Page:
Joseph Hahn, MD, chief of staff at the Cleveland Clinic, wrapped up the Medical Innovation Summit on Wednesday by highlighting some of the themes he saw emerge during the three-day conference, and his insights from those themes.
Gene mapping and personal genomics was a hot topic during the summit with an entire session on Tuesday dedicated to discussing the market for consumer genotyping in oncogenomics – along with the subject of genotyping being mentioned in several sessions throughout the meeting.
Hahn said the conclusion he drew from these discussions is that "it's still not ready for prime time, people aren't sure how this can be useful." He also confessed that genetics was his least favorite subject as an undergraduate at Johns Hopkins (Baltimore) and that seeing it emerge as an important topic in healthcare today is like "my worst nightmare coming true, it's coming back after 40 years."
Another hot topic that came up throughout the conference was the subject of wellness as speakers noted that 45% of illnesses are related to behavior such as obesity, drinking, and smoking. The discussion centered on whose responsiblity it is to enforce wellness behavior – is it the government's responsibility? Employers? Or is it a personal responsibility?
"We're in a society that really just wants a quick fix," Hahn said, using diet pills as an example of people looking for an easy way to lose weight as opposed to healthy eating and exercise.
Technology also became a theme of the summit this year, Hahn noted, with the Sam Palmisano, CEO of IBM (Armonk, New York) telling attendees Tuesday that the healthcare "system" isn't actually a "system" at all (Medical Device Daily, Oct. 7, 2009).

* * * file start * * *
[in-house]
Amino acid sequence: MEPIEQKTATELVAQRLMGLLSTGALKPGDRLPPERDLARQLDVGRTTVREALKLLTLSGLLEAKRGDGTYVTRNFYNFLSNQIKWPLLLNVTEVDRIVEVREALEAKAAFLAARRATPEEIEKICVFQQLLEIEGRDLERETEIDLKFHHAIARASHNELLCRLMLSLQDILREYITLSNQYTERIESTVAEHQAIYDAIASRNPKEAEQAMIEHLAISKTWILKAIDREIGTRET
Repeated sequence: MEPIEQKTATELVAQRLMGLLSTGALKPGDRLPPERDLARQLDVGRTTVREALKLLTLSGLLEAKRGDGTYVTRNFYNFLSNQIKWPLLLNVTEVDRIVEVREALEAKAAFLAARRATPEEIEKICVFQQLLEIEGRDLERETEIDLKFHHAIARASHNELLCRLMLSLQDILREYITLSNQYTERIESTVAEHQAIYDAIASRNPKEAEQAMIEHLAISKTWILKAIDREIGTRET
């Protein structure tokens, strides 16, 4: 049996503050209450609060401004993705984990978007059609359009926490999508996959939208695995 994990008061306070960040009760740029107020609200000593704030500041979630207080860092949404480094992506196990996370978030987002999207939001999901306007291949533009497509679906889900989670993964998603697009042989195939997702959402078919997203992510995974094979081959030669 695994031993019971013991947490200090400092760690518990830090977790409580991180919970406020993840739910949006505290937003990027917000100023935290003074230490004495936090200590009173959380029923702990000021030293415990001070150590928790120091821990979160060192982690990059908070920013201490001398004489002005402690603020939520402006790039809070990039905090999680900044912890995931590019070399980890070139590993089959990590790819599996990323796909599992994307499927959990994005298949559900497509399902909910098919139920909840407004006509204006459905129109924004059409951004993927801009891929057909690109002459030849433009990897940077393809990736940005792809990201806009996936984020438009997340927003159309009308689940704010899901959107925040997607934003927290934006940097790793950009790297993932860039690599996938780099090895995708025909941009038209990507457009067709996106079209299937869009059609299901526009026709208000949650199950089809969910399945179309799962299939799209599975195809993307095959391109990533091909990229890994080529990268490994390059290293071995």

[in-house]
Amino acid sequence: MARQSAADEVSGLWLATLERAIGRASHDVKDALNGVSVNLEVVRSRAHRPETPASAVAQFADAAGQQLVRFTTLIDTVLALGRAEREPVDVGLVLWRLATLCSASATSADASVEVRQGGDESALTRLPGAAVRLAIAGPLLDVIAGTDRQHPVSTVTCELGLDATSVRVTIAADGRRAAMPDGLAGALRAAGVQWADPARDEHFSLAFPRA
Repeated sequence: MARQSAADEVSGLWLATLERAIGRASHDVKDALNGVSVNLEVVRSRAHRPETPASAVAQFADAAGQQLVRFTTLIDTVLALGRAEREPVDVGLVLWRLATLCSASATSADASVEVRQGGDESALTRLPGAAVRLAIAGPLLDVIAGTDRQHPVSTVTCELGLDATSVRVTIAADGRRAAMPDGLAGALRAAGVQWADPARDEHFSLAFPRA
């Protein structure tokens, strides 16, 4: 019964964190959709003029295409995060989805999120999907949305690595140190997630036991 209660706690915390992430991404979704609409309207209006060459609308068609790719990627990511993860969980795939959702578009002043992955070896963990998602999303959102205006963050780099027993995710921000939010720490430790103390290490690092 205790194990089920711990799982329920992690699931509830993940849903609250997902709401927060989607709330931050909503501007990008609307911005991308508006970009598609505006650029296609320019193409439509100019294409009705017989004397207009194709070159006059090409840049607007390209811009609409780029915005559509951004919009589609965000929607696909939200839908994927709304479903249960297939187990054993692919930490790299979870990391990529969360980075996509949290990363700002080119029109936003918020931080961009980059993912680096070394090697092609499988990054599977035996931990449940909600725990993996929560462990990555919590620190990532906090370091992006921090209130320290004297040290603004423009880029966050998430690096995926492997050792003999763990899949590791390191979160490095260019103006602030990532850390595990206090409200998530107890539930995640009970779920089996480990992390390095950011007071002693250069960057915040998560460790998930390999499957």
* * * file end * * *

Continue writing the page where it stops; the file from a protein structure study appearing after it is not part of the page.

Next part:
After hearing Palmisano speak, Hahn said he walked away wondering "could the electronic medical record be for our industry what barcodes were for the retail industry?"
Lastly, Hahn mentioned the National Institute for Health and Clinical Excellence (NICE; London) that acts as a gatekeeper in the UK, holding the power to decide, even after regulatory approval has been granted, whether or not the public should have access to it.
"The more you listen to what [NICE] means the more it's not so nice," Hahn said. He noted some of the points made by panel member Beth Seidenberg, MD, a partner with Kleiner Perkins Caufield & Byers, during a session on healthcare reform.
"Beth Seidenberg said venture capitalists won't invest in [new therapies and technology] as long as the threat of comparative effectiveness is out there," Hahn said. "Her concern is that VC's are just not going to invest ... until things play out and that will really stifle innovation."
— Amanda Pedersen